Czech regions and cities have scored well in rankings of East European regional destinations for foreign direct investment. But in the overall European categories, quality rather than cost effectiveness put more expensive Western locations in pole position.
Czech regions, Pardubice, Plzeň, and Prague respectively, occupied the first three places in a ranking of East European cities and regions of the future according to a biennial survey carried out by the Financial Times publication fDintelligence, which is focused on trends in inward investment. The awards were announced on March 12.
The Czech regions were followed by the Central Federal District of Russia; Malopolska, Metropolis Silesia, Wielkopolska, and the Masovian district, all in Poland; and Bucharest-Ilfov, Romania, and Bratislava, Slovakia. Pardubice was also placed third and Plzeň first in a ranking of the East European regions for their foreign direct investment strategy.
In the city category, Plzeň was the best placed Czech location in fourth position, trailing Budapest, Wroclaw, and Katowice, in the Eastern cities of the future category. Brno came in sixth place, Ostrava eighth and Prague tenth. Fourth, sixth, and seventh places were awarded to Ostrava, Plzeň, and Brno for their FDI strategies. Prague was sited fifth in a ranking of the cost effectiveness of major cities, behind Sofia, Tbilisi, Bucharest and Belgrade, and ninth for business friendliness.
The rankings are based on population size and the amount of foreign investment attracted over the previous two years for which data was available. Czech state agency for attracting foreign investment, CzechInvest, said in a statement that the various tables are used by foreign investors to help hone their location options and final choices of sites.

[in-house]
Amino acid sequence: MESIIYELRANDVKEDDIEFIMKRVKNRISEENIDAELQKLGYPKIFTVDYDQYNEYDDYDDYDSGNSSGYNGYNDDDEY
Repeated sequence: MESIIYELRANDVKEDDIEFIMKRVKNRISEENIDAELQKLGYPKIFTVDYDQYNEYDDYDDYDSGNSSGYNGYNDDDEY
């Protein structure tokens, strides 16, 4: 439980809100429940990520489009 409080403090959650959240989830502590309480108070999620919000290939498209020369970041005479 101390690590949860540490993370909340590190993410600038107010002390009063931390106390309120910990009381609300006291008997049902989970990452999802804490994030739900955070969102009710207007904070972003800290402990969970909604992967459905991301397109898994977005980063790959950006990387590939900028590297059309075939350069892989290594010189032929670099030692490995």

Commenting specifically on the Pardubice region’s success, provisional agency director Ondřej Votruba, said that it could expect increased interest going forward. CzechInvest said that it helped attract more than 5 billion crowns of foreign investment to the region last year with 584 jobs likely to result.
Factors picked out in the region’s favour were plans to link it to the D11 motorway heading out of Prague to Hradec Králové and onwards towards the Polish frontier; plans to expand the local university through the addition of a center for transfer of technology and know-how, development of the chemical technology faculty, and increased mobility of students at the University of Pardubice.
But the wider picture for Czech cities and regions and the whole of Eastern Europe is not so rosy according to the survey. While Eastern Europe inevitably scored well on cost effectiveness compared with more expensive Western cities, they lost ground in many other areas where quality was more important than cost.
London, followed by Helsinki and Eindhoven were selected as the top European cities overall for foreign investment. Not one city from Central and Eastern Europe made it into the top 25. In the regional race, Germany’s North Rhine Westphalia, centered on Dusseldorf, came top, followed by Scotland and the Copenhagen region. In rankings for infrastructure, FDI, strategy, and business friendliness, Central and Eastern European regions were also absent from the European top 10.
Despite being frequently rated as one of the most expensive cities in the world, London scored high for its ability to attract IT and software, and financial services investments. A massive new rail investment, cross rail, which includes 73 miles of new tunnels and over ground routes linking London and its suburbs, also helped it score highly.
Britain and Germany have long been the dominant targets for foreign direct investment in Europe with the former leading in the services sector and the latter leading in manufacturing projects. According to another survey by the EY agency, Poland overtook Russia in 2012 as the biggest destination for foreign investment in Central and Eastern Europe.